MPs should not have second jobs, opponents of the Conservative Party in Herefordshire say.

Politicians’ work on behalf of voters should be their full-time job, they argue.

Their criticism comes after Government attempts to spare Tory MP Owen Paterson from suspension by ripping up the standards system.

It was a move that brought a fierce backlash from Conservative colleagues and the public.

The row moved on with later revelations that MP Sir Geoffrey Cox had been working for a month in the British Virgin Islands during lockdown.

The former attorney general earned more than £150,000 in his second job as a lawyer advising the Caribbean tax haven.

Meanwhile, the publicly available Register of Members’ Financial Interests says North Herefordshire MP Bill Wiggin has for the past six years been managing director of Bermuda-based Emerging Asset Management (EAM), and since 2016 has also been director of two “fund platforms” in the Cayman Islands, and two in Bermuda.

He received director’s fees of £21,942 in February for these directorships, plus a £3,195 bonus, as well as £49,140 a year “for an expected eight hours a week for these two directorships and for my managing director role”.

EAM “provides fund managers with an innovative turnkey solution on how to start a hedge fund and launch new funds in Bermuda, the Cayman Islands and Delaware, USA”, its website says, with clients including “hedge funds, private equity funds, property funds, commodities funds and other fund types”.

Mr Wiggin announced in March that the company had reached the “milestone” of $1bn in managed assets.

He is also a non-executive director of Herefordshire payment collection firm Allpay, for which he receives £2,000 for “approximately 10 hours a year”.

He also listed “ad hoc income from lodgers at my London home, paid to my wife” in the register under “land and property giving rental income of over £10,000 a year”.

Hereford and South Herefordshire MP Jesse Norman, meanwhile, has shares valued at more than £70,000 in Genie Toys of Cheltenham, but holds no salaried or consultancy posts, the parliamentary register shows.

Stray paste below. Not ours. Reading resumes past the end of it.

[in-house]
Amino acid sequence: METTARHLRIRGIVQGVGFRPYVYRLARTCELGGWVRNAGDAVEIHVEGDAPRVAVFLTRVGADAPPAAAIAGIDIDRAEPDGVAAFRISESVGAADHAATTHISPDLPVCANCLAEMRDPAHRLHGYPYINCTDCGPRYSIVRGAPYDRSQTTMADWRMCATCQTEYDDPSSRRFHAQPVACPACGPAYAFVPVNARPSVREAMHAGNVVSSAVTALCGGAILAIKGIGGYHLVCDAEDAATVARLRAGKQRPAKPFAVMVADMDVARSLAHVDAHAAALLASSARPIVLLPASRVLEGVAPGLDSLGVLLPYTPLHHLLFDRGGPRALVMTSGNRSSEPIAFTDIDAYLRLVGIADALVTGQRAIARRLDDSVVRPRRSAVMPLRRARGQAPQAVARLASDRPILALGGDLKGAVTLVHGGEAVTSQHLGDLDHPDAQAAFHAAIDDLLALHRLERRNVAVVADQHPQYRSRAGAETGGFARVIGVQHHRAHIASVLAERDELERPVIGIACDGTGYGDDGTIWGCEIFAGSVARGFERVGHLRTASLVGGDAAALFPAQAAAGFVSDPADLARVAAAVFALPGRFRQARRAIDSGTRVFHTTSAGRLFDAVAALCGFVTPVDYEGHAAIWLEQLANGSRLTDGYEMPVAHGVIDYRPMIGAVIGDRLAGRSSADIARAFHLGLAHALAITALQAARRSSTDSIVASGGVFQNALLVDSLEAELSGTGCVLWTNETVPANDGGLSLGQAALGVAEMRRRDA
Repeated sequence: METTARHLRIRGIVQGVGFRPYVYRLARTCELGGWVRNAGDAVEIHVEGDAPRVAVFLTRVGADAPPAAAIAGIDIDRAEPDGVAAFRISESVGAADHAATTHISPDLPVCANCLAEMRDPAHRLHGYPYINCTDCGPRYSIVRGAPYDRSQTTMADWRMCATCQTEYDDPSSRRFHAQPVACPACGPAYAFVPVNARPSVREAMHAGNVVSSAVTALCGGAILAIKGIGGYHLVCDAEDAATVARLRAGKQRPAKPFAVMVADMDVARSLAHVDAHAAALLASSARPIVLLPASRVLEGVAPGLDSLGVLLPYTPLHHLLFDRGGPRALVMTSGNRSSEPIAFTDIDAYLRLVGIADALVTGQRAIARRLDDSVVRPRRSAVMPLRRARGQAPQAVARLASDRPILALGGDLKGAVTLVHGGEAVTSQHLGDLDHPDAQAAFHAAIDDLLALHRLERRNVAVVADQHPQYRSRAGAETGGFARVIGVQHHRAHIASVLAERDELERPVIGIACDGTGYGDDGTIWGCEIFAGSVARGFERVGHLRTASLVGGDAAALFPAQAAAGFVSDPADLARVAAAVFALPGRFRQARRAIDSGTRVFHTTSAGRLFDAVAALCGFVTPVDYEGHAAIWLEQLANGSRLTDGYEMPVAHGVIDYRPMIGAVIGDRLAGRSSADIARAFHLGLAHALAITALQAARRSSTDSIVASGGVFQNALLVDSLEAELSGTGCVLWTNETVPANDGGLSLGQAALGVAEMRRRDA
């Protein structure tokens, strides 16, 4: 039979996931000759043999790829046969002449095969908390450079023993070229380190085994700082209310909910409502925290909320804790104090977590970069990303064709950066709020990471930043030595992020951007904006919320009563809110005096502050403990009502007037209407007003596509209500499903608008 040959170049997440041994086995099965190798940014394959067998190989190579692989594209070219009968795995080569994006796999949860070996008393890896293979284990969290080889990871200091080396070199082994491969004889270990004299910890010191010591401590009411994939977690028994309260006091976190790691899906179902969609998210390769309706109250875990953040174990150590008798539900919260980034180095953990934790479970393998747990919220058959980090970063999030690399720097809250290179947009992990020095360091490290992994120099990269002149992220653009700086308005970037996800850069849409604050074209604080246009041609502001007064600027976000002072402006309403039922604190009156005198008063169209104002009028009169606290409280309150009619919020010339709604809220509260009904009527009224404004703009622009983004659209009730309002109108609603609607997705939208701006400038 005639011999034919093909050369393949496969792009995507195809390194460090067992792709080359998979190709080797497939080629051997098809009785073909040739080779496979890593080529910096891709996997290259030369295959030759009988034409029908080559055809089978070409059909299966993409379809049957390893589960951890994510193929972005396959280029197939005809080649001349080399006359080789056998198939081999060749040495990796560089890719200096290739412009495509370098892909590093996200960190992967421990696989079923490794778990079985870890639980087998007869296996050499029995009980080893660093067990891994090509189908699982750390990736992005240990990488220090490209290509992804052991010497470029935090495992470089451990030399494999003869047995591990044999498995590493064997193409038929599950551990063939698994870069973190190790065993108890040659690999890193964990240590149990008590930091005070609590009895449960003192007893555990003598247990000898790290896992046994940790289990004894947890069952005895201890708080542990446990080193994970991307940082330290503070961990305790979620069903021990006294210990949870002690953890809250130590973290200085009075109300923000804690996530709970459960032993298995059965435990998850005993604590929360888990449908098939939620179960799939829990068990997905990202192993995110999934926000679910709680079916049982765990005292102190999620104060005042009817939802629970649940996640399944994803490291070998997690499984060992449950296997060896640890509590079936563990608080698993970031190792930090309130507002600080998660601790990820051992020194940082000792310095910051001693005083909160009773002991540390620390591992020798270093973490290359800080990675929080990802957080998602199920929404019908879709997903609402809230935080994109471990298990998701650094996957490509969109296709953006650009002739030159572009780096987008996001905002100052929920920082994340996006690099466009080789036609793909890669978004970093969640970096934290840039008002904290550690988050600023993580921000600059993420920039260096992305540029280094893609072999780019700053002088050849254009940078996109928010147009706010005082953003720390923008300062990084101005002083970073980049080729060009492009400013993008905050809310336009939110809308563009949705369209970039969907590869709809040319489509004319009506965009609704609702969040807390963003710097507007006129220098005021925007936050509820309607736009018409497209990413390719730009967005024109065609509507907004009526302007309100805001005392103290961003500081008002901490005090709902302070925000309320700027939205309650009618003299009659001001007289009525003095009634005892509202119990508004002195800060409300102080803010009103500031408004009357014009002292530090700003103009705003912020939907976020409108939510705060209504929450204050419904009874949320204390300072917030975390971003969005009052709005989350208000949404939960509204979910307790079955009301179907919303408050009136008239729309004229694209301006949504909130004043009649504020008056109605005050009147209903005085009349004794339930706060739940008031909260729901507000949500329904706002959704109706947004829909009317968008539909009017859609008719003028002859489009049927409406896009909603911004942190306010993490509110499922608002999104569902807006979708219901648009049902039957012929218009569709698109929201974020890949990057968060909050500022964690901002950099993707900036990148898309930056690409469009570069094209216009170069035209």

“There is a clear public policy case for allowing MPs to have outside interests,” Mr Norman said.

“Parliament would be worsened if it only included a narrow caste of professional politicians. But for this system to work, there has to be a rigorous process of investigation and enforcement to prevent abuses.”

That “was put at risk by the Government last week” in its vote to reject the suspension of North Shropshire MP Mr Paterson for paid lobbying, he said. “The Government has now rightly admitted its mistake.”

Mr Norman abstained from the vote on Mr Paterson and the revised standards procedure, while Mr Wiggin voted for it.

The Liberal Democrats then secured an emergency debate on standards in the Commons on Monday afternoon, during which the question of MPs’ second incomes was again raised.

Herefordshire LibDem spokesperson Phillip Howells, who was runner-up in North Herefordshire in the 2019 general election and who has previously stood for the Conservatives, agreed that MPs shouldn’t have other sources of income.

“It’s a good salary but not that high by international standards and could be more,” he said. “It’s about transparency – it would be better if MPs weren’t doing things that they could be questioned about.”

Hereford and south Herefordshire Labour Party chair Anna Coda agreed that being an MP should entail “a full-time commitment to the day job”, and backed a call by former shadow Cabinet Office minister Jon Trickett to ban MPs from holding second jobs.

Ellie Chowns, who stood for the Green Party in the North Herefordshire in the last two general elections, also said: “Being an MP is a full-time, well-paid job and anyone who has the honour of being elected as MP should focus entirely on working for the public benefit, not for private interests.

“Moonlighting on the side is completely incompatible with the role of MP.”

MPs currently receive a basic salary of £81,932, plus expenses covering their parliamentary office costs, London or constituency residence, and travel between their constituency and Parliament.